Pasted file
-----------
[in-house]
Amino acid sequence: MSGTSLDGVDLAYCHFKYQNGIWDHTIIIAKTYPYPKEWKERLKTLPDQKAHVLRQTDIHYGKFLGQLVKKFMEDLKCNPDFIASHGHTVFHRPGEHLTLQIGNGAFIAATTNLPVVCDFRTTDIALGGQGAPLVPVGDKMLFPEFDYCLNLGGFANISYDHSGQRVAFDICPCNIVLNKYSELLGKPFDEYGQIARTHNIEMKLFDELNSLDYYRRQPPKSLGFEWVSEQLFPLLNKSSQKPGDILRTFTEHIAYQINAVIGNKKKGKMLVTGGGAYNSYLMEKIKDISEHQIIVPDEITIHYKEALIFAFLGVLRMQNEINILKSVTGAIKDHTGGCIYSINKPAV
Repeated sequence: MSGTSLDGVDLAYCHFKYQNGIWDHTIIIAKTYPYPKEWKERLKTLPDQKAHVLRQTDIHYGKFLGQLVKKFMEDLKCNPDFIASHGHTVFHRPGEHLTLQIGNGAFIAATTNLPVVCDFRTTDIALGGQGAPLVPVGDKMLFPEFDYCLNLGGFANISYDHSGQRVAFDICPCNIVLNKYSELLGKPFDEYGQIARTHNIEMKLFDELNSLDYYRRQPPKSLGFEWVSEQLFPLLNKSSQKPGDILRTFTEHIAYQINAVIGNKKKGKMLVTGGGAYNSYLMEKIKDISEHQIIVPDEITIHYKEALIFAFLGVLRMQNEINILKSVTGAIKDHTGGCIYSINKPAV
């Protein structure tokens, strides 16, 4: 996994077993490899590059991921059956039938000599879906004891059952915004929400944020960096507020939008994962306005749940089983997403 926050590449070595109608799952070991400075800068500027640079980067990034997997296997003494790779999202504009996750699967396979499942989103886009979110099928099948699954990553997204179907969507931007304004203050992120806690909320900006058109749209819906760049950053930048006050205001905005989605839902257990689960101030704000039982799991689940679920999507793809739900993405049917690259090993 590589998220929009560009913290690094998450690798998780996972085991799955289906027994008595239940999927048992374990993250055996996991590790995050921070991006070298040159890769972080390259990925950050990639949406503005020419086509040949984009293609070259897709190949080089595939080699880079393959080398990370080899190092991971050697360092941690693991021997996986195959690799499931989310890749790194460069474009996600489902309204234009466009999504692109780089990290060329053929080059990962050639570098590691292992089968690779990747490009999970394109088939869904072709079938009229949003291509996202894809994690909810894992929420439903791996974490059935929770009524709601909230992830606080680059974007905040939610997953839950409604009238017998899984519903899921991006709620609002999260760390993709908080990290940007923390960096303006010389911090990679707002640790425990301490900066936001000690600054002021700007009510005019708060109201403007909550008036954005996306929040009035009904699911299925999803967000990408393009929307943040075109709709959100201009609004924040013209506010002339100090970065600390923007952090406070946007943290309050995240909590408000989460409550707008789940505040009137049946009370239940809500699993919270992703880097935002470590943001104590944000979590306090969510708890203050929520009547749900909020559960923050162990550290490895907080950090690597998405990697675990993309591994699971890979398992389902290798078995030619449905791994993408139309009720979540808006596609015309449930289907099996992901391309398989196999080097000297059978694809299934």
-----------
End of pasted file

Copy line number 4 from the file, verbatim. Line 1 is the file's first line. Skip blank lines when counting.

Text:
């Protein structure tokens, strides 16, 4: 996994077993490899590059991921059956039938000599879906004891059952915004929400944020960096507020939008994962306005749940089983997403 926050590449070595109608799952070991400075800068500027640079980067990034997997296997003494790779999202504009996750699967396979499942989103886009979110099928099948699954990553997204179907969507931007304004203050992120806690909320900006058109749209819906760049950053930048006050205001905005989605839902257990689960101030704000039982799991689940679920999507793809739900993405049917690259090993 590589998220929009560009913290690094998450690798998780996972085991799955289906027994008595239940999927048992374990993250055996996991590790995050921070991006070298040159890769972080390259990925950050990639949406503005020419086509040949984009293609070259897709190949080089595939080699880079393959080398990370080899190092991971050697360092941690693991021997996986195959690799499931989310890749790194460069474009996600489902309204234009466009999504692109780089990290060329053929080059990962050639570098590691292992089968690779990747490009999970394109088939869904072709079938009229949003291509996202894809994690909810894992929420439903791996974490059935929770009524709601909230992830606080680059974007905040939610997953839950409604009238017998899984519903899921991006709620609002999260760390993709908080990290940007923390960096303006010389911090990679707002640790425990301490900066936001000690600054002021700007009510005019708060109201403007909550008036954005996306929040009035009904699911299925999803967000990408393009929307943040075109709709959100201009609004924040013209506010002339100090970065600390923007952090406070946007943290309050995240909590408000989460409550707008789940505040009137049946009370239940809500699993919270992703880097935002470590943001104590944000979590306090969510708890203050929520009547749900909020559960923050162990550290490895907080950090690597998405990697675990993309591994699971890979398992389902290798078995030619449905791994993408139309009720979540808006596609015309449930289907099996992901391309398989196999080097000297059978694809299934």